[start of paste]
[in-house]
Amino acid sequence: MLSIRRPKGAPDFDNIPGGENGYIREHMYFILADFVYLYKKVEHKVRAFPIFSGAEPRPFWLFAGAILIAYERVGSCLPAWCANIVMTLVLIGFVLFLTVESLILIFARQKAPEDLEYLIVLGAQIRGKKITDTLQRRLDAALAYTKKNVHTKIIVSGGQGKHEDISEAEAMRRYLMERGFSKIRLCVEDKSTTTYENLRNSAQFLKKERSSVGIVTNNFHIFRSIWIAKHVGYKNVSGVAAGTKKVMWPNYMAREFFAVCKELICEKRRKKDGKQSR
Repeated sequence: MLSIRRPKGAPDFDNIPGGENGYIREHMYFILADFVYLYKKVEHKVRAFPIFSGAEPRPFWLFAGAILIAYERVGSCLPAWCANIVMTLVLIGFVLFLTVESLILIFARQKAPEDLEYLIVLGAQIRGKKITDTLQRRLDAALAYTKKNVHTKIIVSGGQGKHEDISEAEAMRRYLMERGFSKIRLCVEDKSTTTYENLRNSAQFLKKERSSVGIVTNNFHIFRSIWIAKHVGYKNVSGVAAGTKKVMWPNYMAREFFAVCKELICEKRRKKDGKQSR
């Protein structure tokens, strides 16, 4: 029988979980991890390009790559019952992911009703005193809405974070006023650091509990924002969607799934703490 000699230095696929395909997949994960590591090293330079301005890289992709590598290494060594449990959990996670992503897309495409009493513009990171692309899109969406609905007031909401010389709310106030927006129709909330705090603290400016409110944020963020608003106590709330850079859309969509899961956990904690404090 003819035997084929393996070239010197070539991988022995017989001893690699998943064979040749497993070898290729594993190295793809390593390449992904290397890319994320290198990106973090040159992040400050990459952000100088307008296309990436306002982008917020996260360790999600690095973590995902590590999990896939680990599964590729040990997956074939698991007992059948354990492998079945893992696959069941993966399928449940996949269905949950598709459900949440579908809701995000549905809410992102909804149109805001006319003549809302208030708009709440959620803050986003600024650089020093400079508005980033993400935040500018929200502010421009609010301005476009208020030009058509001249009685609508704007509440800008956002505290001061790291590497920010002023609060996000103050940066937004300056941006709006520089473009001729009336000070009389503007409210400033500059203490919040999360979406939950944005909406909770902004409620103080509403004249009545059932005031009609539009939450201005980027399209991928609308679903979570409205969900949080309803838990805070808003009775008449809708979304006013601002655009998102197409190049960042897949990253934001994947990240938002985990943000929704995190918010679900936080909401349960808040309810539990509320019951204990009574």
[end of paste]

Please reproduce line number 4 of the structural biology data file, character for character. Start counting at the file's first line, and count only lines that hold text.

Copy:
């Protein structure tokens, strides 16, 4: 029988979980991890390009790559019952992911009703005193809405974070006023650091509990924002969607799934703490 000699230095696929395909997949994960590591090293330079301005890289992709590598290494060594449990959990996670992503897309495409009493513009990171692309899109969406609905007031909401010389709310106030927006129709909330705090603290400016409110944020963020608003106590709330850079859309969509899961956990904690404090 003819035997084929393996070239010197070539991988022995017989001893690699998943064979040749497993070898290729594993190295793809390593390449992904290397890319994320290198990106973090040159992040400050990459952000100088307008296309990436306002982008917020996260360790999600690095973590995902590590999990896939680990599964590729040990997956074939698991007992059948354990492998079945893992696959069941993966399928449940996949269905949950598709459900949440579908809701995000549905809410992102909804149109805001006319003549809302208030708009709440959620803050986003600024650089020093400079508005980033993400935040500018929200502010421009609010301005476009208020030009058509001249009685609508704007509440800008956002505290001061790291590497920010002023609060996000103050940066937004300056941006709006520089473009001729009336000070009389503007409210400033500059203490919040999360979406939950944005909406909770902004409620103080509403004249009545059932005031009609539009939450201005980027399209991928609308679903979570409205969900949080309803838990805070808003009775008449809708979304006013601002655009998102197409190049960042897949990253934001994947990240938002985990943000929704995190918010679900936080909401349960808040309810539990509320019951204990009574």